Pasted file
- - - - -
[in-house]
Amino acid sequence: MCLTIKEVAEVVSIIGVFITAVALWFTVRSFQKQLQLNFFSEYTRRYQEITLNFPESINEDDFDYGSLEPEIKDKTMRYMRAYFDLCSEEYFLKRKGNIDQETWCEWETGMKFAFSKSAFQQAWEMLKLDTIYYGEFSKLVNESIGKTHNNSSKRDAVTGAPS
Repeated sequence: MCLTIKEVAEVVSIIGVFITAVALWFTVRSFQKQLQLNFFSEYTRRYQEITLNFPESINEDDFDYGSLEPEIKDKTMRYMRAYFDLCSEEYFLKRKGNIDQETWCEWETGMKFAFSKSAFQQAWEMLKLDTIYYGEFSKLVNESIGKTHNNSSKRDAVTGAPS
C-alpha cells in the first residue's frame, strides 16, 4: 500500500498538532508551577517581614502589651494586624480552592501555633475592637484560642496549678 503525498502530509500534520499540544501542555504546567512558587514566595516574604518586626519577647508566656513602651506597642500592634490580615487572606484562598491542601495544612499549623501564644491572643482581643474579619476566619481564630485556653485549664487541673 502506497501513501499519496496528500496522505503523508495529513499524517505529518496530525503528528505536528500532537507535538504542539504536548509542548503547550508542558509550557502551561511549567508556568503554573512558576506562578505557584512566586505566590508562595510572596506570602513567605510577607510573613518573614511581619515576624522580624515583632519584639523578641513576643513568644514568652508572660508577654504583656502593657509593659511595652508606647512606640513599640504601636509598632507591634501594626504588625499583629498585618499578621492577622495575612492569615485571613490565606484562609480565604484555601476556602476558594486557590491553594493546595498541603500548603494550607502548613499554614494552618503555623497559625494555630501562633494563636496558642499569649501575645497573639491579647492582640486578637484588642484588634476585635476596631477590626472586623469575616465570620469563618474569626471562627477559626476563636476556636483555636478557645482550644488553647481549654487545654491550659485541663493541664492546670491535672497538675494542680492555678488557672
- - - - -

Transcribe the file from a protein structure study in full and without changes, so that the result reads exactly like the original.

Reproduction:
[in-house]
Amino acid sequence: MCLTIKEVAEVVSIIGVFITAVALWFTVRSFQKQLQLNFFSEYTRRYQEITLNFPESINEDDFDYGSLEPEIKDKTMRYMRAYFDLCSEEYFLKRKGNIDQETWCEWETGMKFAFSKSAFQQAWEMLKLDTIYYGEFSKLVNESIGKTHNNSSKRDAVTGAPS
Repeated sequence: MCLTIKEVAEVVSIIGVFITAVALWFTVRSFQKQLQLNFFSEYTRRYQEITLNFPESINEDDFDYGSLEPEIKDKTMRYMRAYFDLCSEEYFLKRKGNIDQETWCEWETGMKFAFSKSAFQQAWEMLKLDTIYYGEFSKLVNESIGKTHNNSSKRDAVTGAPS
C-alpha cells in the first residue's frame, strides 16, 4: 500500500498538532508551577517581614502589651494586624480552592501555633475592637484560642496549678 503525498502530509500534520499540544501542555504546567512558587514566595516574604518586626519577647508566656513602651506597642500592634490580615487572606484562598491542601495544612499549623501564644491572643482581643474579619476566619481564630485556653485549664487541673 502506497501513501499519496496528500496522505503523508495529513499524517505529518496530525503528528505536528500532537507535538504542539504536548509542548503547550508542558509550557502551561511549567508556568503554573512558576506562578505557584512566586505566590508562595510572596506570602513567605510577607510573613518573614511581619515576624522580624515583632519584639523578641513576643513568644514568652508572660508577654504583656502593657509593659511595652508606647512606640513599640504601636509598632507591634501594626504588625499583629498585618499578621492577622495575612492569615485571613490565606484562609480565604484555601476556602476558594486557590491553594493546595498541603500548603494550607502548613499554614494552618503555623497559625494555630501562633494563636496558642499569649501575645497573639491579647492582640486578637484588642484588634476585635476596631477590626472586623469575616465570620469563618474569626471562627477559626476563636476556636483555636478557645482550644488553647481549654487545654491550659485541663493541664492546670491535672497538675494542680492555678488557672